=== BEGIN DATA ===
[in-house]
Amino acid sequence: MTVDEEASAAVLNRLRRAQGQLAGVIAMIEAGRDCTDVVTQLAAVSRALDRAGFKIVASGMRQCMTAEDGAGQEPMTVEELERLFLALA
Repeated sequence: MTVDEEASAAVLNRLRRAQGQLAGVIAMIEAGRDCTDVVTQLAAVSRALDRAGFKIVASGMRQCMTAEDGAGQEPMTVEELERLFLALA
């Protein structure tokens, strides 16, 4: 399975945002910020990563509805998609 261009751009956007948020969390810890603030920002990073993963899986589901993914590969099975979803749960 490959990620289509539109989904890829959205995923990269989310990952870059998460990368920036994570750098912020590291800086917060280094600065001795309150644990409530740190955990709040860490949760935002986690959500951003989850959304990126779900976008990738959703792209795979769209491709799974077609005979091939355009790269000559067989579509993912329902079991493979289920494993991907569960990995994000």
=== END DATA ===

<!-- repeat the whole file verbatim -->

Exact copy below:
[in-house]
Amino acid sequence: MTVDEEASAAVLNRLRRAQGQLAGVIAMIEAGRDCTDVVTQLAAVSRALDRAGFKIVASGMRQCMTAEDGAGQEPMTVEELERLFLALA
Repeated sequence: MTVDEEASAAVLNRLRRAQGQLAGVIAMIEAGRDCTDVVTQLAAVSRALDRAGFKIVASGMRQCMTAEDGAGQEPMTVEELERLFLALA
């Protein structure tokens, strides 16, 4: 399975945002910020990563509805998609 261009751009956007948020969390810890603030920002990073993963899986589901993914590969099975979803749960 490959990620289509539109989904890829959205995923990269989310990952870059998460990368920036994570750098912020590291800086917060280094600065001795309150644990409530740190955990709040860490949760935002986690959500951003989850959304990126779900976008990738959703792209795979769209491709799974077609005979091939355009790269000559067989579509993912329902079991493979289920494993991907569960990995994000």